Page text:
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Belinda and Bodie the dog in carBelinda Jones and her dog Bodie qualify as road-trip warriors. Together they have crossed the country twice and visited 29 states. Bodie, who was once a gangland stray from the mean streets of South Central before Jones adopted him, has led a charmed life ever since.

"Bodie has had a luxury pet massage in Santa Barbara, went to a drive-in movie in San Luis Obispo, sniffed the salty air as we cruised Big Sur, took a Bay tour in San Francisco, as well as romped through the vineyards in the Napa Valley, and those are just his California adventures," says Jones. (pictured right)

It turns out that Bodie, who Jones says may be a “Shar Pei mix,” isn't the only furry – or feathered – friend that enjoys the open road.

We love to cruise with our pets

Drivers love to bring their pets with them when they hit the road, according to a recent survey of 1,000 motorists.

Seventy-two percent of those surveyed said they have a pet that rides with them in the car.

Of those who travel by car with their pets, 80 percent cruise with dogs, 6 percent ride with cats and 13 percent do so with both dogs and cats. A few drivers have parrots, parakeets, rabbits, ferrets and fish along for the trip.

Only 33 percent of those who drive with their pets said they "always" restrain their animals. Forty percent admitted to using a restraint "sometimes," leaving 27 percent who "never" restrain their pets.

Dog out car windowOf pet owners who take their animals in their vehicles with them, 36 percent said they let their pet sit in their lap. More men do so (43 percent) than women (29 percent).

Fourteen percent of drivers who have pets as passengers said they have been in an accident or had a “near miss” due to a distracting pet.

Your car is covered, but Fido may not be

While damage to your car (or someone else's) will be covered by your insurance if you get into an accident while your pet is in the vehicle, your vet bills are most likely your own, especially if you were at fault.

"Your liability car insurance will cover damage to the other driver’s car and injuries suffered by other drivers and passengers, up to your policy limits, if you cause a collision because you were distracted by your pet, regardless of whether the pet was restrained or not," says Carole Walker, a spokeswoman for the Rocky Mountain Insurance Information Association.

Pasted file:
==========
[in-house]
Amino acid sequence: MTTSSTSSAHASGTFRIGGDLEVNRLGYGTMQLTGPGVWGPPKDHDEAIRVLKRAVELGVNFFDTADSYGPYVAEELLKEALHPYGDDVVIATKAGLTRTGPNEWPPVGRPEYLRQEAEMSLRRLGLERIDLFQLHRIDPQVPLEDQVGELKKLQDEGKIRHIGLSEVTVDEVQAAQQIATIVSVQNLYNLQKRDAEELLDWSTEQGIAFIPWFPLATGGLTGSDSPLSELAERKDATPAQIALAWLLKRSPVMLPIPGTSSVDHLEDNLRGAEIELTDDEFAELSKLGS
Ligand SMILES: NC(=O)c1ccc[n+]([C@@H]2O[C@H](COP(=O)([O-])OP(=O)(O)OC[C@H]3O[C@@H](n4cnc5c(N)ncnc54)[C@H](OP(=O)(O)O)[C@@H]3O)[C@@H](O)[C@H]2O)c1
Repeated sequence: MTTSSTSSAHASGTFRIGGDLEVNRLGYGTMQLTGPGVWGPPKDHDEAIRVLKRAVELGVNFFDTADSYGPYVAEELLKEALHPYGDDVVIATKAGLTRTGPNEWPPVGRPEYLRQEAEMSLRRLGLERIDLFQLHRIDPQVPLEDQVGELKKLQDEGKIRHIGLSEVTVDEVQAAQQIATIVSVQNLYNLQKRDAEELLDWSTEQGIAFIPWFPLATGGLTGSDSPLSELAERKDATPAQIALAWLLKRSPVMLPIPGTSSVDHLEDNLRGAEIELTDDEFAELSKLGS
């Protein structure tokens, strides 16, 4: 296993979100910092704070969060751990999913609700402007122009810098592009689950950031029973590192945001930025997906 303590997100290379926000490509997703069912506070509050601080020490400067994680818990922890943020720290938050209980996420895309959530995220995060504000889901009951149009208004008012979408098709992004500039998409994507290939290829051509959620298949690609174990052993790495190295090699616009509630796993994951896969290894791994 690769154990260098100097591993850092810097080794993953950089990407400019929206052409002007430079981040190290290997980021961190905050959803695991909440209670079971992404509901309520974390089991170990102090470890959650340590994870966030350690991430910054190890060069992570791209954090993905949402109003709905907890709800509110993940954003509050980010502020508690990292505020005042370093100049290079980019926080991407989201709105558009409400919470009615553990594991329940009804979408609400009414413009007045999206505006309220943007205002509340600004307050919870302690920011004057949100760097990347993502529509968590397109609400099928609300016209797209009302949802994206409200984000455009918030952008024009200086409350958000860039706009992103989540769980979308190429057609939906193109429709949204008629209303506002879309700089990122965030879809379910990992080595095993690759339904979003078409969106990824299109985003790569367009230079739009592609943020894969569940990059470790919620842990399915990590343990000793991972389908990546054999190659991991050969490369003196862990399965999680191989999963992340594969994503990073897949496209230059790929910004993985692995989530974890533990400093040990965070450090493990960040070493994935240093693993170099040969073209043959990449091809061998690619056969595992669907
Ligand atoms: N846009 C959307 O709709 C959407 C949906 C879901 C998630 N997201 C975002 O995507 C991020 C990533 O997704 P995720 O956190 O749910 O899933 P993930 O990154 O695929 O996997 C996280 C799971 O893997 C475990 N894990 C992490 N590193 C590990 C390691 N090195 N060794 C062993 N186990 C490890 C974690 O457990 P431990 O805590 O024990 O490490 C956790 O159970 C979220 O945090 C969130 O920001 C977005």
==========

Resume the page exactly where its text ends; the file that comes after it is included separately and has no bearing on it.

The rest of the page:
If you cause an accident because you’re distracted by your pet, damage to your car would be covered if you chose to buy optional collision coverage, says Walker.

Your pet, on the other hand, may not be so lucky. "You will be responsible for any vet bills if the accident was your fault. Pets fall under the personal property category and while some collision and comprehensive policies extend to pets, it’s the exception. Most only cover damage to your vehicle," says Penny Gusner, consumer analyst for

Some insurers, however, do offer pet coverage under the collision portion of your policy. Coverage levels vary dramatically, but the average is typically between $1,000 and $2,000, which may not be enough to pay for medical bills for a seriously injured pet.

For example, Auto-Owners Insurance collision coverage pays up to $750 per animal or $1,500 per incident, and Erie Insurance covers up to two dogs and/or two cats that are injured in an auto accident and will pay up to $500 for medical treatment for each pet or $1,000 for their death. 

"If the other driver is at fault, you should be able to make a claim against his or her property damage liability coverage to cover Fido's bills," says Gusner.

When pet insurance pays

If your pet is injured in an accident, the vet bills can easily run into the thousands of dollars depending on the severity of the injuries. "Car accident injuries range from mild to severe, depending on the speed of the accident," says Dr. Andrea Stickland of the Animal Medical Center of Chandler, Arizona.

"Common low-speed injuries include spinal irritation, which can result in limping. When the speeds increase pets can be thrown out windows, suffer collapsed lungs, and severe de-gloving injuries from being thrown from the car," warns Strickland.

It's also possible your pet may decide to make a hasty exit from the vehicle. "We receive claims for pets that jumped from a moving car. In these cases, it's common for pets to suffer fractures and abrasions due to the impact of hitting the pavement," says Dr. Jules Benson, Chief Veterinary Officer at Petplan.